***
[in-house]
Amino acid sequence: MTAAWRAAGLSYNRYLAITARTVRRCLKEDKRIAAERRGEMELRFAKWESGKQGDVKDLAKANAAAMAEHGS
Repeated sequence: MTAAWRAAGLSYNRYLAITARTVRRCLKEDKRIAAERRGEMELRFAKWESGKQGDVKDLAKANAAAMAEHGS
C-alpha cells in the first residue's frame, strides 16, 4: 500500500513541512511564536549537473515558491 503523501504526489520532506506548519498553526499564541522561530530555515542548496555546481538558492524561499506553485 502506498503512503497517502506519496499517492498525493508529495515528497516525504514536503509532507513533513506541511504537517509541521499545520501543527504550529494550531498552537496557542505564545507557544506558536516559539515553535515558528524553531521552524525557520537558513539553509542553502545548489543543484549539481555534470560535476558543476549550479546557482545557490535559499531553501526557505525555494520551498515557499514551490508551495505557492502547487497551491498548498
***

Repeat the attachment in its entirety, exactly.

[in-house]
Amino acid sequence: MTAAWRAAGLSYNRYLAITARTVRRCLKEDKRIAAERRGEMELRFAKWESGKQGDVKDLAKANAAAMAEHGS
Repeated sequence: MTAAWRAAGLSYNRYLAITARTVRRCLKEDKRIAAERRGEMELRFAKWESGKQGDVKDLAKANAAAMAEHGS
C-alpha cells in the first residue's frame, strides 16, 4: 500500500513541512511564536549537473515558491 503523501504526489520532506506548519498553526499564541522561530530555515542548496555546481538558492524561499506553485 502506498503512503497517502506519496499517492498525493508529495515528497516525504514536503509532507513533513506541511504537517509541521499545520501543527504550529494550531498552537496557542505564545507557544506558536516559539515553535515558528524553531521552524525557520537558513539553509542553502545548489543543484549539481555534470560535476558543476549550479546557482545557490535559499531553501526557505525555494520551498515557499514551490508551495505557492502547487497551491498548498